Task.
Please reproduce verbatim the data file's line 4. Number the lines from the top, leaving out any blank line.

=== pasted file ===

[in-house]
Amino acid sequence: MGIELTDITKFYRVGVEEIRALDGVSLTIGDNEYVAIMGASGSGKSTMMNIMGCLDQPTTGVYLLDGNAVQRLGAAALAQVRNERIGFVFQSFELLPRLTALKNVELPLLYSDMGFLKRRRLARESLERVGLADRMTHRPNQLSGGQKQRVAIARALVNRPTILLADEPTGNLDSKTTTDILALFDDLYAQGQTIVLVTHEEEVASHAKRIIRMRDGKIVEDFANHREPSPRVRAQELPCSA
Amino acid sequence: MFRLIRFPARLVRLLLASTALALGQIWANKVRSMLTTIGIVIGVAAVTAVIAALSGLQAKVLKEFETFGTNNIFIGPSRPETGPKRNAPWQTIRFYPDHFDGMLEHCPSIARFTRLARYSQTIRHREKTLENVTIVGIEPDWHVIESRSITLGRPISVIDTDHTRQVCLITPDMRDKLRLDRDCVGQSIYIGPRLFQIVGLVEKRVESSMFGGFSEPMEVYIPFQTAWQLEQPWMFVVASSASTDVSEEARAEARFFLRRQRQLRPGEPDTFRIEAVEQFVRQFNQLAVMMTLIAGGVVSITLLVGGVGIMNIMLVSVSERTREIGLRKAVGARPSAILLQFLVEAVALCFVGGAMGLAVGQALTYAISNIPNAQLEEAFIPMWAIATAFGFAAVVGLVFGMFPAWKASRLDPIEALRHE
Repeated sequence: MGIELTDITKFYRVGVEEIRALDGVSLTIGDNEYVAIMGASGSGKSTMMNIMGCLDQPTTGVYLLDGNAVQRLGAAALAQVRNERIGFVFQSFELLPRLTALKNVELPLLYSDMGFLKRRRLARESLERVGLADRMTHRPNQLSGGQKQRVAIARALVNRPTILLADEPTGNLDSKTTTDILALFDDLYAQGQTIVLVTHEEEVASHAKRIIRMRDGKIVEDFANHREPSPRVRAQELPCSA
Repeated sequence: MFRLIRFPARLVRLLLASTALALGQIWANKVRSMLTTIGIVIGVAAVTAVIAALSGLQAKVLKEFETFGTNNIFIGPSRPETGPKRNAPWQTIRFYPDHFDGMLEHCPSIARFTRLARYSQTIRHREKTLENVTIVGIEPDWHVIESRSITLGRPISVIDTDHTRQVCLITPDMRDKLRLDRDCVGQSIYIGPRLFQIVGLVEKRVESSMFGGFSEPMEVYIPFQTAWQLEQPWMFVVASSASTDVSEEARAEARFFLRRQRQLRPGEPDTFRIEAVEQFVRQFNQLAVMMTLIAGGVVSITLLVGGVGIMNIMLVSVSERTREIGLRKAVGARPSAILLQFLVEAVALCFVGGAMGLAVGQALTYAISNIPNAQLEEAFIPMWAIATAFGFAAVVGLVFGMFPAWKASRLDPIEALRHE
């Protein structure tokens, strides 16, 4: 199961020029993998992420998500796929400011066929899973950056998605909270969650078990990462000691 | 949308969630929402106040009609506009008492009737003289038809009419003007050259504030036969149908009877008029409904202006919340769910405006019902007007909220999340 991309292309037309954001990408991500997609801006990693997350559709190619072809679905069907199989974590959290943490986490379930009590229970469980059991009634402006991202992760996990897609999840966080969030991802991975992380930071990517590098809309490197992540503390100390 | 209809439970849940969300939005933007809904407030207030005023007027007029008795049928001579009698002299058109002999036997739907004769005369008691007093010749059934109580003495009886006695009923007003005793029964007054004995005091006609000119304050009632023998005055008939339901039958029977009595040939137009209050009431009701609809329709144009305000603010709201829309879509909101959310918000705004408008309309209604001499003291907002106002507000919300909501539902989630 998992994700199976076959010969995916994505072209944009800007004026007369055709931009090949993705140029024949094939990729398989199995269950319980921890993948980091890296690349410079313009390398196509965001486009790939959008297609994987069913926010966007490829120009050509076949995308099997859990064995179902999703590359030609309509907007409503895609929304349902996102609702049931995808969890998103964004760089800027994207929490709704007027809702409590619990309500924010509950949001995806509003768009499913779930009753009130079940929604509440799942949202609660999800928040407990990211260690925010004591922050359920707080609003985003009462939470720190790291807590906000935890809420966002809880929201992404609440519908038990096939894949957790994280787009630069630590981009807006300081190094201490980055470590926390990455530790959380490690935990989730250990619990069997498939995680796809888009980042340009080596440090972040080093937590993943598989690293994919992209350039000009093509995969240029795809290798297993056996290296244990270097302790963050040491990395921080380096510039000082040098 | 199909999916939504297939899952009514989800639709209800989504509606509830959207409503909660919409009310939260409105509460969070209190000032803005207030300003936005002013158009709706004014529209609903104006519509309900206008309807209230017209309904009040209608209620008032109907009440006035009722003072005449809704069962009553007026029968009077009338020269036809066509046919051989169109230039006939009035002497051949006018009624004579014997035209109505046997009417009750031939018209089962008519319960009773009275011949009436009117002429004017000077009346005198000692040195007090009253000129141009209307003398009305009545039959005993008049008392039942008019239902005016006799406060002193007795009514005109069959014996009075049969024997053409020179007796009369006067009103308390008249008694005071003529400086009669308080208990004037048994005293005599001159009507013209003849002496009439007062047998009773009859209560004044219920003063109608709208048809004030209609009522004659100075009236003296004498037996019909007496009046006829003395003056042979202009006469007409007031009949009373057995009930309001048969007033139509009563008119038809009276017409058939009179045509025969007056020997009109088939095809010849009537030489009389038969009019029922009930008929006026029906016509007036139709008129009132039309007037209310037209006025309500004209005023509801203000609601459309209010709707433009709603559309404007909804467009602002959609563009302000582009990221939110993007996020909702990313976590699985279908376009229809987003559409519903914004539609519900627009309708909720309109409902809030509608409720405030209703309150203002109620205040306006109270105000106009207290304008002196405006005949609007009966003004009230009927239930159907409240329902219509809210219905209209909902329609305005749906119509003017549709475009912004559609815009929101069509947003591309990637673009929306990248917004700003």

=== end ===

Repeated sequence: MGIELTDITKFYRVGVEEIRALDGVSLTIGDNEYVAIMGASGSGKSTMMNIMGCLDQPTTGVYLLDGNAVQRLGAAALAQVRNERIGFVFQSFELLPRLTALKNVELPLLYSDMGFLKRRRLARESLERVGLADRMTHRPNQLSGGQKQRVAIARALVNRPTILLADEPTGNLDSKTTTDILALFDDLYAQGQTIVLVTHEEEVASHAKRIIRMRDGKIVEDFANHREPSPRVRAQELPCSA